Time is running out to save missing man infected with malaria

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Indy Lifestyle Online

When Matthew Lloyd volunteered to take part in clinical trials to help find a vaccine for malaria, he was signing up for a project which it is hoped could one day eradicate a disease that kills one million people each year.

Now it is feared that the 35-year-old nurse's sudden unexplained disappearance half way through the pioneering medical project could put his own life at risk.

Yesterday the family of the unmarried man, who was injected with the potentially fatal disease as part of the long-running public-health experiment, made a televised appeal pleading with him to seek urgent medical attention after apparently walking out on his job at Southampton General Hospital where he had phoned in sick.

It is understood that Mr Lloyd, described by his parents as "responsible, ambitious and focused", was taking part along with seven others in a trial in Oxford, but had failed to turn up for an appointment there last week. He had been due to receive potentially life-saving anti-malarial medicine to protect him from the effects of the disease.

His parents, Michael and Doreen Holland, described his going missing as totally out of character. "We regularly speak to him on the phone, by text and by email and we knew he was taking part in these clinical trials; he told us about it back in July.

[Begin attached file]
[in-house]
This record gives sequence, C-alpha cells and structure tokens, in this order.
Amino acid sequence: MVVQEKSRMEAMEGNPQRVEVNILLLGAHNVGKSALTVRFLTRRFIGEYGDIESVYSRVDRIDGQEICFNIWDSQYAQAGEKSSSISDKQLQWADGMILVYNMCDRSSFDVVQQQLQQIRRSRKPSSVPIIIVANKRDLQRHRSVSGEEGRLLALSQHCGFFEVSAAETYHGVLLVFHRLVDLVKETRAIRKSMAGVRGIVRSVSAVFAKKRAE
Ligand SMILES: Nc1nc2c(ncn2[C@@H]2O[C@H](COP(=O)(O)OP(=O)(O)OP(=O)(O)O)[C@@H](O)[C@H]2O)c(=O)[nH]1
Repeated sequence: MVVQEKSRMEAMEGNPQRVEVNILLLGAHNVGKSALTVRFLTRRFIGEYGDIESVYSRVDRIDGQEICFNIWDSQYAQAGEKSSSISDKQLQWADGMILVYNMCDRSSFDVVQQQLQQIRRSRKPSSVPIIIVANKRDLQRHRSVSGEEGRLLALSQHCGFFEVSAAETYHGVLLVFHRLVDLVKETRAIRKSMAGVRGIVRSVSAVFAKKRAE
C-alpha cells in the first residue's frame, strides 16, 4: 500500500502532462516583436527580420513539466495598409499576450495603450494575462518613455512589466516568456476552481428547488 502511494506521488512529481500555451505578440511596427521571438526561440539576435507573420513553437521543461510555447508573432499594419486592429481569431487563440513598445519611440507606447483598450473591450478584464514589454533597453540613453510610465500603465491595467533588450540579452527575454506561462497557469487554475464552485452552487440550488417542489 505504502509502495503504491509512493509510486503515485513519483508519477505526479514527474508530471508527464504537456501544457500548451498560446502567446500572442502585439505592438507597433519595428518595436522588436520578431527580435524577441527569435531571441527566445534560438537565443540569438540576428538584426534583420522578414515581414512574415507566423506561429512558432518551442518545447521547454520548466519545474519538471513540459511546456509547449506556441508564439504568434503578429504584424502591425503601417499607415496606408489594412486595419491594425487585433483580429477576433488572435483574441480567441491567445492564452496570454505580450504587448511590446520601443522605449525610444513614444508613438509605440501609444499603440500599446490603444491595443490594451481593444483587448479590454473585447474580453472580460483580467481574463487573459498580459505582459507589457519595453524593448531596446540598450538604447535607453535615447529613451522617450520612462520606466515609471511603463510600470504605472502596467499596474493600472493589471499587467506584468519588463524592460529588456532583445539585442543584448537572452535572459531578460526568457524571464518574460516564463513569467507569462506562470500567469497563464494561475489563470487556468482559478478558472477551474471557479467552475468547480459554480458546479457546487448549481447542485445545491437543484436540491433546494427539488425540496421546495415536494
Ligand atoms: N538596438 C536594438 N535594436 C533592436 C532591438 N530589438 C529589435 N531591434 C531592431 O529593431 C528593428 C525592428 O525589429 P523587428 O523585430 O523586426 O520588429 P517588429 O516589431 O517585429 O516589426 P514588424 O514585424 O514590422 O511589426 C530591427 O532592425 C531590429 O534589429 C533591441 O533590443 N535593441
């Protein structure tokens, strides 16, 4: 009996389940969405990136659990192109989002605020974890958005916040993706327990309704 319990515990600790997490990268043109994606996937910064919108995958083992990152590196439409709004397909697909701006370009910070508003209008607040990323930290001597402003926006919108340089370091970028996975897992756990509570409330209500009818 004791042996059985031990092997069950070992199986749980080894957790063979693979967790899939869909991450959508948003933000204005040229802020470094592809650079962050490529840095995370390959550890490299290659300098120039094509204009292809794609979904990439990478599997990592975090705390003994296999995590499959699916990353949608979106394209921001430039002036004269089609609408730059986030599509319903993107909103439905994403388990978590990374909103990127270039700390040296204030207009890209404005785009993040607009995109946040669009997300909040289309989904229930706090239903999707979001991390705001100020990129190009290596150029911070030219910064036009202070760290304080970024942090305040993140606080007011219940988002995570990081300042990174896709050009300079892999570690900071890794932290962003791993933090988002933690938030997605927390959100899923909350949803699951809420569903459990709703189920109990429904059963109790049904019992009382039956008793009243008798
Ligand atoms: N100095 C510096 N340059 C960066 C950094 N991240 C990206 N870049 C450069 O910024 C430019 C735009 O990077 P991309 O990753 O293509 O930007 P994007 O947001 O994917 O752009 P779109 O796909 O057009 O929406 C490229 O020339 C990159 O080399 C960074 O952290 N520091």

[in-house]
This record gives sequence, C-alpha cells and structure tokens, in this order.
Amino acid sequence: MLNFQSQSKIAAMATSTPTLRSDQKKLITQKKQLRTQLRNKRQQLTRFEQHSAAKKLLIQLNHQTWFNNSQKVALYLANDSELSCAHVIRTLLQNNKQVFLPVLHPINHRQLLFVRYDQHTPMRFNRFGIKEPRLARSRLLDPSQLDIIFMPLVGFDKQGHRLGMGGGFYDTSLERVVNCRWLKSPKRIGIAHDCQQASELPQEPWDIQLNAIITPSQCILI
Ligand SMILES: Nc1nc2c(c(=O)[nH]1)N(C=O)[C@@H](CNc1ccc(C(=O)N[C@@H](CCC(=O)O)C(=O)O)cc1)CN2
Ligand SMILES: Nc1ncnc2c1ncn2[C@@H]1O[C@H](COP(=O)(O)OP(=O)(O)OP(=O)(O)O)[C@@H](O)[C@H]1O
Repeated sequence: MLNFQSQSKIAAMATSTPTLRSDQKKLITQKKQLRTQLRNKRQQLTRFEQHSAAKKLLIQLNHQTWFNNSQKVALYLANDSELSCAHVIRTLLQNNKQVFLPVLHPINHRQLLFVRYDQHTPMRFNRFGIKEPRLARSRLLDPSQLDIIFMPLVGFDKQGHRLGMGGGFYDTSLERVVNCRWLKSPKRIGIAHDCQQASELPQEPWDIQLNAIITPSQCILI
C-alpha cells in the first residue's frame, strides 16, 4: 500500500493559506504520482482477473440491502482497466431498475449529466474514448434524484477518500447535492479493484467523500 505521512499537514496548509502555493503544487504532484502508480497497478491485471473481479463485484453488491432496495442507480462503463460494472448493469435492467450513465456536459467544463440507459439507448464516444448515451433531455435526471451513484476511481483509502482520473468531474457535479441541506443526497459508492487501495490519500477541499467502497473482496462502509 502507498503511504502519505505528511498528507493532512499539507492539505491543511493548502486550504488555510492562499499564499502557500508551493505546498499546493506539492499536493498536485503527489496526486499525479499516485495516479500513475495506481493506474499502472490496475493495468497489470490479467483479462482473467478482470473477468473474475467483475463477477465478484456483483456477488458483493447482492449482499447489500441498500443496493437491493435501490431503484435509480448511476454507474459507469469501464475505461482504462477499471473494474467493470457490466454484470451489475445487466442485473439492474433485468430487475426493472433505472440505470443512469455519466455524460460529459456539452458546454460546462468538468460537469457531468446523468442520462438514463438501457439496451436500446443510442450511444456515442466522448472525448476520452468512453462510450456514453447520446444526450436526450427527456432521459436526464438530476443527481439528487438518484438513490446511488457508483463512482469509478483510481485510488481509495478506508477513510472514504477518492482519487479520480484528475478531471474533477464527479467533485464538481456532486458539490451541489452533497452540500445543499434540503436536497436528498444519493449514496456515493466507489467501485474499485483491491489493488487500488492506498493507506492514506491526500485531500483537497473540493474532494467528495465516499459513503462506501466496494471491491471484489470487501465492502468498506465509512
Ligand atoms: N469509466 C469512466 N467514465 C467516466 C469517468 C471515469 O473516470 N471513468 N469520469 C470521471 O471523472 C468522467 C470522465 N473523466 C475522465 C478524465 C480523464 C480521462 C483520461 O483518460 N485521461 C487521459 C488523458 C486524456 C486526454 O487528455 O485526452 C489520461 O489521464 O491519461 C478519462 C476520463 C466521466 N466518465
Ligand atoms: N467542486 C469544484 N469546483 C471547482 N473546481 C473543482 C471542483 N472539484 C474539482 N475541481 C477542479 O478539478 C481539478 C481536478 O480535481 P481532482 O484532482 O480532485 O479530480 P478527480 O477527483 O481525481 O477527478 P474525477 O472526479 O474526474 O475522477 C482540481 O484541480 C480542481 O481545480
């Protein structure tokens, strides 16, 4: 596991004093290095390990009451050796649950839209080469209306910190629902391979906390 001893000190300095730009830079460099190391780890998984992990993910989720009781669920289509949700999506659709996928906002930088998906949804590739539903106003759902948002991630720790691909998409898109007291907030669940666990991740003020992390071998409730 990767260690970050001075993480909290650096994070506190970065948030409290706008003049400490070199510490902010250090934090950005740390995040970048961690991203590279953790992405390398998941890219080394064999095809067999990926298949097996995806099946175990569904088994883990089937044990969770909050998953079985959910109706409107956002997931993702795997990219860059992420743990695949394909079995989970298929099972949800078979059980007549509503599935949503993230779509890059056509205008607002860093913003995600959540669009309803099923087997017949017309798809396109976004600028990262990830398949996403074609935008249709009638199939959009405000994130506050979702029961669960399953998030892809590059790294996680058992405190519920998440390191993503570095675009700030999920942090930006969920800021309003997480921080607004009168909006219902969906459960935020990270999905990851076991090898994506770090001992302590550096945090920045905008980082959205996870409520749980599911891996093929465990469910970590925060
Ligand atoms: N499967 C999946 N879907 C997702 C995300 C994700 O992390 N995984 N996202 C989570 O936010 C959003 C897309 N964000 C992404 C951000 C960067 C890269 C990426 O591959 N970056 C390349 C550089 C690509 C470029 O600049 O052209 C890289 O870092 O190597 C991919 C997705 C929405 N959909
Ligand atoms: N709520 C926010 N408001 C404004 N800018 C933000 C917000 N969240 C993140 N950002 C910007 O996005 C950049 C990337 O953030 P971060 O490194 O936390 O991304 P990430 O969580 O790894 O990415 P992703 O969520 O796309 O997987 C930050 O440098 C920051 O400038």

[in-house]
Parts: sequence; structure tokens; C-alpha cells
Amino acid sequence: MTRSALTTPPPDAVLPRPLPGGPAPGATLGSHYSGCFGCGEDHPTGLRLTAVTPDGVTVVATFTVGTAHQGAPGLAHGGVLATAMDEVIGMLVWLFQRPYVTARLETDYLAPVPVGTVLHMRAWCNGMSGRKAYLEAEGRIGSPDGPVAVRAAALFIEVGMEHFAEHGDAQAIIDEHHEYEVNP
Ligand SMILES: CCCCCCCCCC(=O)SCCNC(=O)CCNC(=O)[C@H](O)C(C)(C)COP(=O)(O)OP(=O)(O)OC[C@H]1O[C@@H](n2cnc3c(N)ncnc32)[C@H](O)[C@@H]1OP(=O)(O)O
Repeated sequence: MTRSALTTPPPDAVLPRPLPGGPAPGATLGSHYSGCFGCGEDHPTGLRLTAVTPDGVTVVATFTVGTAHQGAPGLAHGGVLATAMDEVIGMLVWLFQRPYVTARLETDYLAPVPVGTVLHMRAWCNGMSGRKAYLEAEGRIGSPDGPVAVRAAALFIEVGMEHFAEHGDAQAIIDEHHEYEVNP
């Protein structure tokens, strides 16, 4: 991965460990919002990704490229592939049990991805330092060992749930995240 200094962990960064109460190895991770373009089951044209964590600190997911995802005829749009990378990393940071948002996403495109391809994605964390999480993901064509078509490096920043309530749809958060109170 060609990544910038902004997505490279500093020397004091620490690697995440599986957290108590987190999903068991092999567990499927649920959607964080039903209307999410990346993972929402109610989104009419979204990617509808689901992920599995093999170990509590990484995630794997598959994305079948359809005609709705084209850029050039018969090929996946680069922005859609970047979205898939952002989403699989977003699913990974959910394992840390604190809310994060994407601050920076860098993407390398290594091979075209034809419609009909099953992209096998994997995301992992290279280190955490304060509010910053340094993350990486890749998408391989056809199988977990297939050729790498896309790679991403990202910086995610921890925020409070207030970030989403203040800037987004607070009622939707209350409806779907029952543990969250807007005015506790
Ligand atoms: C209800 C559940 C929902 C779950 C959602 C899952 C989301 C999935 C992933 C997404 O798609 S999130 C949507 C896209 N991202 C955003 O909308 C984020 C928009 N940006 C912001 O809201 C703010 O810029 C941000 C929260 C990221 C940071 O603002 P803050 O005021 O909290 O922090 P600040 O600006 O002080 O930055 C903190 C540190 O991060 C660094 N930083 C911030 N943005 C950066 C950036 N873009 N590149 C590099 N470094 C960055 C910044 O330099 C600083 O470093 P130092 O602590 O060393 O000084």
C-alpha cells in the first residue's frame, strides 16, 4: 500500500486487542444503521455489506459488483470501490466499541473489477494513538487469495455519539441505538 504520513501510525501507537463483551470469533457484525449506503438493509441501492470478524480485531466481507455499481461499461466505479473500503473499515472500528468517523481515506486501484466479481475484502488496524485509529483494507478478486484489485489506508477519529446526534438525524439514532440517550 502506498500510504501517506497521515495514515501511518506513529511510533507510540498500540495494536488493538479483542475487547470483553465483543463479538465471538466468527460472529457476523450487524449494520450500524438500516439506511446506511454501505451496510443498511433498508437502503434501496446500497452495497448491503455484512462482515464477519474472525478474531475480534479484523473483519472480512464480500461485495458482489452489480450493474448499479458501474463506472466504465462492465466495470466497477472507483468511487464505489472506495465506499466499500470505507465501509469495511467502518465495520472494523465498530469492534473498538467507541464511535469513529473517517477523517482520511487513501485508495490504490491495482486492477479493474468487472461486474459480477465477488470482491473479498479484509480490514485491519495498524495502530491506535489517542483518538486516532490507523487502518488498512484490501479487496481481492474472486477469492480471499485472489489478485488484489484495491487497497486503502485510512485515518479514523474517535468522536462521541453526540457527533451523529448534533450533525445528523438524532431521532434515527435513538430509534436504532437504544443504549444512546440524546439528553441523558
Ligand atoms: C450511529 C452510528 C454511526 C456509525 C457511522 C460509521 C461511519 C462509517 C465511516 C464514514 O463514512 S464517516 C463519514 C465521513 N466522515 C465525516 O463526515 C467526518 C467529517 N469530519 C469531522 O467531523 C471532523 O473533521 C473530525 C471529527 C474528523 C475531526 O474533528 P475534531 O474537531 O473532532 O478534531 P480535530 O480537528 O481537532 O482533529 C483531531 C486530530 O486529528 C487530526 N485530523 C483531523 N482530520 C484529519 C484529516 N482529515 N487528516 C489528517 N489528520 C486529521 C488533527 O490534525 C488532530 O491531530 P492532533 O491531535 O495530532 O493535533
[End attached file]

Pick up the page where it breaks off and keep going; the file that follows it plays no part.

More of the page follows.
"We were totally shocked to find out that he had not turned up to his appointment in Oxford on 7 October. It is not like him to take on a project and not follow it through. He was quite excited about taking part in these trials. He was doing this as a way of getting more experience and a means of furthering his career as a nurse," they said.

Malaria is the leading killer of children under the age of five in sub-Saharan Africa and is caused by a parasite transmitted by the female anopheles mosquito. About 500 million cases of the disease occur every year, mostly in the developing world and the discovery of a vaccine has become one of the great goals of modern medicine.

Oxford University said patient confidentiality rules meant it could not confirm whether Mr Lloyd was taking part in its world-leading vaccine studies.

They have been taking place for the last decade under the direction of Professor Adrian Hill at the Jenner Institute, supported by charities including the Bill and Melinda Gates Foundation, which was set up by the Microsoft billionaire and his wife.

Under its current research programme, which is being carried out jointly with Imperial College London and Southampton University, participants are divided into two groups. In blind trials one group is given the candidate vaccine and the remainder a placebo to act as a control. They are then injected with a strain of malaria which is non-contagious and fully treatable using standard over-the-counter anti-malarial drugs. They are then monitored to see to what degree the vaccine offers protection. Participation in the blind trials can last for between three and 12 months.

Police, who broke down the door of Mr Lloyd's one-bedroom flat in Southampton to search inside when the alarm was first raised, believe he may have travelled to London and have also tracked his movements to Birmingham and Milton Keynes where his bank card was used. He is also known to have friends in Cornwall and Somerset.

Det Insp Dave Jackson, of Hampshire police, said: "Our concerns for Matthew's health are increasing because he needs urgent medication, which he does not have with him.

"Even the smallest detail could prove crucial in finding Matthew so he can receive his life-saving medication in time."